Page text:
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playing our part-and we hope it will be

a big part-on the Western Front."

The party proceeded from Liverpool

to London by special train. While there

General Pershing met Lord Derby, Secretary of State for War, General Lord French,

Premier Lloyd George, King George, and

many other British notables.

After conferences with the British military authorities, General Pershing passed

on to France. His reception was most

enthusiastic. As he stepped ashore at

Boulogne, he was greeted by General

Dumas, who said, "I salute the United

States of America, which has now become

united to the United States of Europe."

After a drive through the streets of Boulogne, amid the plaudits of great crowds,

General Pershing departed by special

train for Paris. His reception in that

city was the greatest given to anybody

since the beginning of the war. Every

housetop, wall, and window was filled with

cheering Frenchmen. "It seemed that

everyone was waving an American flag,

while cries of 'Vive l'Amerique!' became

a sustained roar on the way from the

Gare du Nord to the Boulevards." Among

those who greeted him were Marshal

Joffre, M. Viviani, and General Foch.

In Pershing the masses in the streets saw

symbolized the coming of an army. "Here

was America to help them, America,

which had always stood in popular imagination as the symbol of incredible wealth

and greatness. In the person of the

simply dressed American general

they cheered the whole American

army--millions strong, if need be, to

carry the war to victory."

On June 14, General Pershing was

taken to visit the tomb of Napoleon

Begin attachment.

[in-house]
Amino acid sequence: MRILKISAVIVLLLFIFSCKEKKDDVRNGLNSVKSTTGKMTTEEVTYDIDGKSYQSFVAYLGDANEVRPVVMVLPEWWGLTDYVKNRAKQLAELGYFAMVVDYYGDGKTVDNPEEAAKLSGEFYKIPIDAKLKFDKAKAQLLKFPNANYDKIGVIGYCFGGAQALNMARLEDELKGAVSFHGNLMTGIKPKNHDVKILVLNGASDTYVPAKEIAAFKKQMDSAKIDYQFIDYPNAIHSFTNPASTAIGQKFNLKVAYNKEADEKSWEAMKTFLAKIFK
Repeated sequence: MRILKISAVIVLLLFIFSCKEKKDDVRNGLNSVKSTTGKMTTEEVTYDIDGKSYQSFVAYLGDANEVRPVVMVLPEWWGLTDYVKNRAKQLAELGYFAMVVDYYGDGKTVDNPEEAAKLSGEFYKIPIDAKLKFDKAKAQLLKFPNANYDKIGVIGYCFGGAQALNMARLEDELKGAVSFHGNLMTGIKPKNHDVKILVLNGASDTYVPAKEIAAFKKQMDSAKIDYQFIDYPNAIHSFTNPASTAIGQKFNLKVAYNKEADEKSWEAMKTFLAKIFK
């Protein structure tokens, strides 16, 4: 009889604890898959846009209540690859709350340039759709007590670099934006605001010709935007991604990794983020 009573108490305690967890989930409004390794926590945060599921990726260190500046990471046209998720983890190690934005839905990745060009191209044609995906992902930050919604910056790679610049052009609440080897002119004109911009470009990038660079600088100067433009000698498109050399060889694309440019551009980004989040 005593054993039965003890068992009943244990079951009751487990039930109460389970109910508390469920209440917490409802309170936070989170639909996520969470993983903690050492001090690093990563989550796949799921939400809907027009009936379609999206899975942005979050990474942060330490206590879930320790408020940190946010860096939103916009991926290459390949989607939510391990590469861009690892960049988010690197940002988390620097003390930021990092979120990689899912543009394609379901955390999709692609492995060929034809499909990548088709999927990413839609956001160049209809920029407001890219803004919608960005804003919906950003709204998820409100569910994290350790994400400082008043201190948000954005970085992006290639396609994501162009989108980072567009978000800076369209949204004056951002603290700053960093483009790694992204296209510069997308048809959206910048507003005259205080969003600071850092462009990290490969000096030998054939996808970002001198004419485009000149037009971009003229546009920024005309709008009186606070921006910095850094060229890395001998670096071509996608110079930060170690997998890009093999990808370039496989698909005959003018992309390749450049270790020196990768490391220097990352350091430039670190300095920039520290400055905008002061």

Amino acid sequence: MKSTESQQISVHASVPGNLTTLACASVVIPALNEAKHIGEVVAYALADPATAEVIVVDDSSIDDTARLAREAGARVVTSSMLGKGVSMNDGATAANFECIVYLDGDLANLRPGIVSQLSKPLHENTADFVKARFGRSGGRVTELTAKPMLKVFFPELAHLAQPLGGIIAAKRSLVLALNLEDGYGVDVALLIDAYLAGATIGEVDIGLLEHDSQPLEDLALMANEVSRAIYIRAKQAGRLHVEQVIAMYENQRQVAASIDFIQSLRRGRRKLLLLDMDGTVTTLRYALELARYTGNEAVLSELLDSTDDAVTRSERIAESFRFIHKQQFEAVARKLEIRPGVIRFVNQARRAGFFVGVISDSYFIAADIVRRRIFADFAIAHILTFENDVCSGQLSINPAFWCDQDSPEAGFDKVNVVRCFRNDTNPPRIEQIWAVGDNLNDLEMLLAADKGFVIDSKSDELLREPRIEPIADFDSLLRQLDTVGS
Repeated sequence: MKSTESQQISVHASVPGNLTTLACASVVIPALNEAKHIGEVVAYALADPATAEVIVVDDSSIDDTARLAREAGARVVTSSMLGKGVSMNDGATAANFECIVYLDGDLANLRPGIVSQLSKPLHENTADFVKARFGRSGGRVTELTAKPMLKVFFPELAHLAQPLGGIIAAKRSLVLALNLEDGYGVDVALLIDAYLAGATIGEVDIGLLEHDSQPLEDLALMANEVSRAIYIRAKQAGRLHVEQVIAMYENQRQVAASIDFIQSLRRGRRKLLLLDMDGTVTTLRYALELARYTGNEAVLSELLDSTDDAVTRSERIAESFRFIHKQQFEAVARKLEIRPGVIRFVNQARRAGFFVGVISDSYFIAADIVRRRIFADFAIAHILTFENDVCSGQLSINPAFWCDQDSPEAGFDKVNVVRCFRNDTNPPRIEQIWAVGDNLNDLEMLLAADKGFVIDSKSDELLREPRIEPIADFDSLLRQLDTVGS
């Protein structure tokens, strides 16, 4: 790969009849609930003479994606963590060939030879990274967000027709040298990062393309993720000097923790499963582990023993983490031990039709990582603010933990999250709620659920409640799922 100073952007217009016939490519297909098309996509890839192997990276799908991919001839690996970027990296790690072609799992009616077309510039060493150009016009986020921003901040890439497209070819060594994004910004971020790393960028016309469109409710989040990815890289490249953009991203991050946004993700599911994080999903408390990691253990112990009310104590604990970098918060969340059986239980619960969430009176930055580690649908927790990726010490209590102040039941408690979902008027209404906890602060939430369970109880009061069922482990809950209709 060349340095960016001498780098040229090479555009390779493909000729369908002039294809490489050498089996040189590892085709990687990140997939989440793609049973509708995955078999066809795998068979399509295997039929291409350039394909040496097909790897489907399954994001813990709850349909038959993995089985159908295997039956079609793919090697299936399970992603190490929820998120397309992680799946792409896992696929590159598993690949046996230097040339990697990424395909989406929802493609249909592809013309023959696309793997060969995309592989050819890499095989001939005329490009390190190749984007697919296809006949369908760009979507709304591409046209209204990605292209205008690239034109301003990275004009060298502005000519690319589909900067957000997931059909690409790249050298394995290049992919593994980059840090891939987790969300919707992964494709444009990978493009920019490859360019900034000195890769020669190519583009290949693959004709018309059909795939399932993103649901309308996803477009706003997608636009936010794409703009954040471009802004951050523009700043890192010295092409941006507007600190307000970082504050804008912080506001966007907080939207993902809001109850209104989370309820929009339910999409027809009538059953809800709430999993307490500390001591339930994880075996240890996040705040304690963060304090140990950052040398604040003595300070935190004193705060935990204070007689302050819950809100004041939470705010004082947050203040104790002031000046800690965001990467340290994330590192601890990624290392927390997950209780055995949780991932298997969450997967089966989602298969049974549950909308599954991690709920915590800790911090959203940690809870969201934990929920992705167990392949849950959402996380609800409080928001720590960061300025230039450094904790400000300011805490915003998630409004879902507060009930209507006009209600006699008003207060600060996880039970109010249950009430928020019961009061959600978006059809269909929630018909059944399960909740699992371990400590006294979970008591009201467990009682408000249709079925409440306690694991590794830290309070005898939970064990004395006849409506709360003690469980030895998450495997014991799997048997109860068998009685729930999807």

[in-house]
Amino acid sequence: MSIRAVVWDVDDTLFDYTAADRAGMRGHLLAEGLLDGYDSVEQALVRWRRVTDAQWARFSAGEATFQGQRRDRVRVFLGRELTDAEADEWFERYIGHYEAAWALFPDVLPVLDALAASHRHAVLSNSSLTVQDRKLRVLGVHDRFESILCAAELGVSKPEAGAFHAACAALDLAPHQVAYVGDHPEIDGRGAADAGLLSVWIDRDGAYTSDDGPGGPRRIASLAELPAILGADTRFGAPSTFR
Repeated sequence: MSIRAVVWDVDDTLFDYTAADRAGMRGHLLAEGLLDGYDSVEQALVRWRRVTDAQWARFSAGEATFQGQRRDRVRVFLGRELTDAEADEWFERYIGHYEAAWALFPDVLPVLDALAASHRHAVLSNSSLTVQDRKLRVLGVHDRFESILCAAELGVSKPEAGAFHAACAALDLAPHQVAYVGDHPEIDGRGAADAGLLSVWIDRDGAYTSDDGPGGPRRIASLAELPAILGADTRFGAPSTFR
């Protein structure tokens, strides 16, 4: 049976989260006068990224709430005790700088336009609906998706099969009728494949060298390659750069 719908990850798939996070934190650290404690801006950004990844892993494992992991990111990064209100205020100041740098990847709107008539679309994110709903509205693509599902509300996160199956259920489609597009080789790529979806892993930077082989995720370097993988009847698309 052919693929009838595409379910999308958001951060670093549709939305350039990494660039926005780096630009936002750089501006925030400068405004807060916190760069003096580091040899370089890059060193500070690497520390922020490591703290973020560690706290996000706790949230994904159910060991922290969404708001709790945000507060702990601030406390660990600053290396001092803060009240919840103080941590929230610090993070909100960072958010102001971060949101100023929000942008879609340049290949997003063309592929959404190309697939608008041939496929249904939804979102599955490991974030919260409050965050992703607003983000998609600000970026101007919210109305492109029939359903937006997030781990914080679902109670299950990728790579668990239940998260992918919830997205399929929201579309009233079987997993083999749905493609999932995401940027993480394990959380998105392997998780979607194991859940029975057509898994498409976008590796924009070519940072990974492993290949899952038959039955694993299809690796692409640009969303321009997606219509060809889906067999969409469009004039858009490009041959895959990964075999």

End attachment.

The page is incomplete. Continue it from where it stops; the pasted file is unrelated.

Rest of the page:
in the Hotel des Invalides. As the

Americans entered the grounds leading to the building, they were met by

a number of veterans of previous

French wars who had their home at

this institution. One of them was a

grizzled soldier of the Crimean War.

Passing into the Invalides, General

Niox conducted the American commander within the vast rotunda with

its walls hung with battle flags. The

party proceeded to the crypt where

the sarcophagus of Napoleon is laid.

Few persons have ever been admitted

to the crypt except crowned heads or

former heads of states, as in the case

of ex-President Roosevelt on his return from Africa.

General Pershing and his staff were

taken to the crypt by Marshal Joffre.

A great key was inserted in the brass

door. "Marshal Joffre and General Niox

drew aside while General Pershing faced

the door alone. He took a deep breath,

stepped suddenly forward, and with a

single motion threw his arm straight out

and turned the key. In a tiny alcove

at one side of the crypt the governor

of the Invalides unlocked the case, drew

out the sword, and raised it to his lips.

Then he presented the hilt to General

Pershing, who received it, held it at

salute for a moment, and then kissed the

hilt. The same ceremony was followed